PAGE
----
11. This resonates 100% with me at the moment. Since moving house 12 months ago, I seem to waste half the day wishing for what I haven’t got. It’s a weird mindset after being content, positive and making the most out of my day (for the 5 years since I had to give up full-time work due to ill-health). I seem to alternate between being blissfully happy and irritatingly dissatisfied and frustrated. I coped easily with changing from an exhausting stressful job into finally getting enough rest (with severe pain and exhaustion being a constant, let alone the deteriorating heart condition), because the change was so profound from problems to solutions.
    Now, it seems like the solutions have been overwhelmed by more health restrictions.

    Liked by 2 people

  12. Val, while I agree fully with the philosophy of your message it doesn’t apply to those who are unaware of their weaknesses.

    Liked by 1 person

  13. This Friday and Saturday I was volunteering for at the NASCAR race as a fundraiser for our Senior class, and I was pulled from my station to go help another one, and Val, it was awful. I am a hard worker, and they were hardly working! I stayed to cover, but literally abandoned my post as soon as I could – and I just went around to all of the other stations and covered so they could have potty breaks. I needed something to do until I found the supervisor, and when I did, I was honest that I abandoned my post and I apologized and told him what I was doing instead, and he started asking questions about why… and it was hard to give him an answer, because I didn’t know why – except they weren’t working like I expected them to! I was attached to the fact that everyone should be a hard worker and I couldn’t deal when they weren’t! I can see it now – but in the moment, all I knew was that wasn’t the spot for me!! 🙂

    Liked by 2 people

    • Great awareness Kate. There is a bit of a CEO of the universe in all of us. When we notice how she wants to have things here way, its time to step back and reflect on what the lesson is. Accepting others who don’t live up to our ideals can be a life long lesson. xo

      Liked by 1 person

  14. Carol Ferenc

    This resonates, Val. Accepting things the way they are is powerful.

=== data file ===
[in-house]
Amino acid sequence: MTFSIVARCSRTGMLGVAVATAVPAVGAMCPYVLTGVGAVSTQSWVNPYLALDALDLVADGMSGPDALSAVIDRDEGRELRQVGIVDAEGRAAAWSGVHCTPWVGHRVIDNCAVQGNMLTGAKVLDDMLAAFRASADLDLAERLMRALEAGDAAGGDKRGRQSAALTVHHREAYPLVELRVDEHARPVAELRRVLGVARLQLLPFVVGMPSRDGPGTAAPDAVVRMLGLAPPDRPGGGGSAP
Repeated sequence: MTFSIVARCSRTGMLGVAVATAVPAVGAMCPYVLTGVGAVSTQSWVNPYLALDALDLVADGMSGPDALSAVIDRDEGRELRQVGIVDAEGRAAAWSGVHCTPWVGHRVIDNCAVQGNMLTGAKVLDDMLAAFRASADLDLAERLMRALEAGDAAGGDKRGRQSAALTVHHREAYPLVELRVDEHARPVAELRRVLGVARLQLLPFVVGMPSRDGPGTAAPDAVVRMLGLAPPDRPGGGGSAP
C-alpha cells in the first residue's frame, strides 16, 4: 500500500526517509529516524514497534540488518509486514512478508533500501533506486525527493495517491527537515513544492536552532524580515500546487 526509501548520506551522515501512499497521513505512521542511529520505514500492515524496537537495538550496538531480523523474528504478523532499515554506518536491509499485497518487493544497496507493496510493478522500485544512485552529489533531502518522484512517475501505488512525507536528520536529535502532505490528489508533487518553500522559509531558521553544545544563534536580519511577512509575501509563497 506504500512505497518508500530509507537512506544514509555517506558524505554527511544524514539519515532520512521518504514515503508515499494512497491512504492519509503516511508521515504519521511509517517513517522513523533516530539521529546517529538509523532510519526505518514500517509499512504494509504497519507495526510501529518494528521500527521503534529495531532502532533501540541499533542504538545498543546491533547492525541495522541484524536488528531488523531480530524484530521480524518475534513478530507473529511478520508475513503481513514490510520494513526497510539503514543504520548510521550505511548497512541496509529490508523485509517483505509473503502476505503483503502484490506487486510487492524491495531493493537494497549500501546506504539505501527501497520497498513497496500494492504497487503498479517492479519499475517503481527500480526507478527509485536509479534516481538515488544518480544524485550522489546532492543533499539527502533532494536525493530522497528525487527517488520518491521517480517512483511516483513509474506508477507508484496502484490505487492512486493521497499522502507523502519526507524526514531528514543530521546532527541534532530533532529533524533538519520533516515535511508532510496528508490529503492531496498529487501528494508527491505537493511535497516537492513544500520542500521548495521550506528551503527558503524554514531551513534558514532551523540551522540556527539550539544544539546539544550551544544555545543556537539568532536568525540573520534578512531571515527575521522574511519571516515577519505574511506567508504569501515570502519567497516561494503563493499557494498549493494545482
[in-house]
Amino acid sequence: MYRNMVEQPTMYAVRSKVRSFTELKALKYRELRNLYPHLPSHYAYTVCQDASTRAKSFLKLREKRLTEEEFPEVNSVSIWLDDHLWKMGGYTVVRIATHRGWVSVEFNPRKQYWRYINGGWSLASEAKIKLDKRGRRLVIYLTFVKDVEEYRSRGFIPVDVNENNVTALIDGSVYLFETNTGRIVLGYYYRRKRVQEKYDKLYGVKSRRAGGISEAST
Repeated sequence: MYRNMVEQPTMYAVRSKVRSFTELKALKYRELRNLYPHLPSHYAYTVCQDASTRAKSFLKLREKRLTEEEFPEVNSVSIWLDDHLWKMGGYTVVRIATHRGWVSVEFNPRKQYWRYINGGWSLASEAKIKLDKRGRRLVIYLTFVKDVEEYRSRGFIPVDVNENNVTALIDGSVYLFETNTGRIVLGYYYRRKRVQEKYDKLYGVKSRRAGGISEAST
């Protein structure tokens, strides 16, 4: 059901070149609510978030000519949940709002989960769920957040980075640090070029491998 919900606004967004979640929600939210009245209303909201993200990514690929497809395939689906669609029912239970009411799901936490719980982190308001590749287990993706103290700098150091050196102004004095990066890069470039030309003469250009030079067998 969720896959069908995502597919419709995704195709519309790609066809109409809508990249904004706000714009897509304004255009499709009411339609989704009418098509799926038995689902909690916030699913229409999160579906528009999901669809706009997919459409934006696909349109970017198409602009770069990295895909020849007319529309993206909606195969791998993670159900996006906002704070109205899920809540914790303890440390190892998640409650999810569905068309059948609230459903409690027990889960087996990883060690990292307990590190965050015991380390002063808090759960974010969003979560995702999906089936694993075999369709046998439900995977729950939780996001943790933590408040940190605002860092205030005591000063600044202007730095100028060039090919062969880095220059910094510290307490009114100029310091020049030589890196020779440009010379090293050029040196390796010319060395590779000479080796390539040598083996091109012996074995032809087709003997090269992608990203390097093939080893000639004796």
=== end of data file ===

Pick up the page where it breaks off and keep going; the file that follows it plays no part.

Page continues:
Liked by 2 people

  15. The makes a lot of sense to me. When I can finally let go of my need to “manage” everything, I often find that I am quite happy!

    Liked by 2 people

  16. For me, the word that often works is “surrender.” Not in a negative way, but a letting go of expectations that allows me to center in the present and just be. Lovely post, Val.

    Liked by 2 people

  17. This sits well Val.. Happiness is a state of Being.. And it’s not found in ‘things’ we attach ourselves too.. Although our teaching in life has led us to believe if we have more things we should be more happier.. Sadly those who have had everything have found themselves still wanting.. And not finding happiness in their wealth..
    True wealth lies within our own contentedness within our inner selves..

    Beautiful post Val.. Have a wonderful Day xxx with Love

    Liked by 2 people

  18. I needed that, thank you, Val 🙂

    Liked by 2 people

  19. It certainly resonated with me… you are so right and at least we can count on those moments of clarity at the end, when we manage to turn to us and analyze the whole situation with new eyes, so to speak… Best wishes and happy sunday, dear Val. Aquileana ⭐

    Liked by 1 person

  20. This is so true Val. Happiness need to come from inside and your post tell so clearly why 😀

    Liked by 1 person

  21. I was just over at Nancy’s blog and you are of like minds today. I commented that Abe Lincoln said “Most folks are about as happy as they make up their minds to be.” I try to remember this truism every day. It’s stood me in good stead so far. 🙂

    Liked by 1 person